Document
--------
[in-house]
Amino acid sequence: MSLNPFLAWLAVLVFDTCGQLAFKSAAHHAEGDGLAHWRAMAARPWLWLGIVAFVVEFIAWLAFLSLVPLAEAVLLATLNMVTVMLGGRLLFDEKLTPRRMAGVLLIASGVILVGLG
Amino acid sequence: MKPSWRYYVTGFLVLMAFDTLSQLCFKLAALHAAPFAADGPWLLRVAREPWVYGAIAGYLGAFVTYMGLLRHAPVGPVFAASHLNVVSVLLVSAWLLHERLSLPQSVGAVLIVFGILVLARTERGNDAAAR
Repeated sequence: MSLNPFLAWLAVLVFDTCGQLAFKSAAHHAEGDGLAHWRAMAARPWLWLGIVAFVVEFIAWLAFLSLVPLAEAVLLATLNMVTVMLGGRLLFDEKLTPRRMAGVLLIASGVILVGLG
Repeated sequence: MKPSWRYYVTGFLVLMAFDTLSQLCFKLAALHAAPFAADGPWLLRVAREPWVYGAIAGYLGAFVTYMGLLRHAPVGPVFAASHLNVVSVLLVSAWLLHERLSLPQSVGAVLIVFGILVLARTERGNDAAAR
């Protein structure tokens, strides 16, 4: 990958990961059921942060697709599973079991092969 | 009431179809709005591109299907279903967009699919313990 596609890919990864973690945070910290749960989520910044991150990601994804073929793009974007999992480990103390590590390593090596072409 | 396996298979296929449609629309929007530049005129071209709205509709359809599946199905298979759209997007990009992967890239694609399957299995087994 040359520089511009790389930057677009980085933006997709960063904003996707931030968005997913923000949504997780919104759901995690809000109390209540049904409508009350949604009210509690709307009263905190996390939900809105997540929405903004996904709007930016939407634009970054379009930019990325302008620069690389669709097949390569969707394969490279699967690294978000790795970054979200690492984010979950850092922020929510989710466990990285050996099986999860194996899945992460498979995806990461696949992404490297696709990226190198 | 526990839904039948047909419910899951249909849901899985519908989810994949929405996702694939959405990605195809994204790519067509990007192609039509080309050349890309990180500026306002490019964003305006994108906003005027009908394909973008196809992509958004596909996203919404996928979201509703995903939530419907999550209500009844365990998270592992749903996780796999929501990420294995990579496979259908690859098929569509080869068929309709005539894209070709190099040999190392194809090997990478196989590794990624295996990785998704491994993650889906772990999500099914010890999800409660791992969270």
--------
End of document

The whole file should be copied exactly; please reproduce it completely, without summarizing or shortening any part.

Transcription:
[in-house]
Amino acid sequence: MSLNPFLAWLAVLVFDTCGQLAFKSAAHHAEGDGLAHWRAMAARPWLWLGIVAFVVEFIAWLAFLSLVPLAEAVLLATLNMVTVMLGGRLLFDEKLTPRRMAGVLLIASGVILVGLG
Amino acid sequence: MKPSWRYYVTGFLVLMAFDTLSQLCFKLAALHAAPFAADGPWLLRVAREPWVYGAIAGYLGAFVTYMGLLRHAPVGPVFAASHLNVVSVLLVSAWLLHERLSLPQSVGAVLIVFGILVLARTERGNDAAAR
Repeated sequence: MSLNPFLAWLAVLVFDTCGQLAFKSAAHHAEGDGLAHWRAMAARPWLWLGIVAFVVEFIAWLAFLSLVPLAEAVLLATLNMVTVMLGGRLLFDEKLTPRRMAGVLLIASGVILVGLG
Repeated sequence: MKPSWRYYVTGFLVLMAFDTLSQLCFKLAALHAAPFAADGPWLLRVAREPWVYGAIAGYLGAFVTYMGLLRHAPVGPVFAASHLNVVSVLLVSAWLLHERLSLPQSVGAVLIVFGILVLARTERGNDAAAR
């Protein structure tokens, strides 16, 4: 990958990961059921942060697709599973079991092969 | 009431179809709005591109299907279903967009699919313990 596609890919990864973690945070910290749960989520910044991150990601994804073929793009974007999992480990103390590590390593090596072409 | 396996298979296929449609629309929007530049005129071209709205509709359809599946199905298979759209997007990009992967890239694609399957299995087994 040359520089511009790389930057677009980085933006997709960063904003996707931030968005997913923000949504997780919104759901995690809000109390209540049904409508009350949604009210509690709307009263905190996390939900809105997540929405903004996904709007930016939407634009970054379009930019990325302008620069690389669709097949390569969707394969490279699967690294978000790795970054979200690492984010979950850092922020929510989710466990990285050996099986999860194996899945992460498979995806990461696949992404490297696709990226190198 | 526990839904039948047909419910899951249909849901899985519908989810994949929405996702694939959405990605195809994204790519067509990007192609039509080309050349890309990180500026306002490019964003305006994108906003005027009908394909973008196809992509958004596909996203919404996928979201509703995903939530419907999550209500009844365990998270592992749903996780796999929501990420294995990579496979259908690859098929569509080869068929309709005539894209070709190099040999190392194809090997990478196989590794990624295996990785998704491994993650889906772990999500099914010890999800409660791992969270």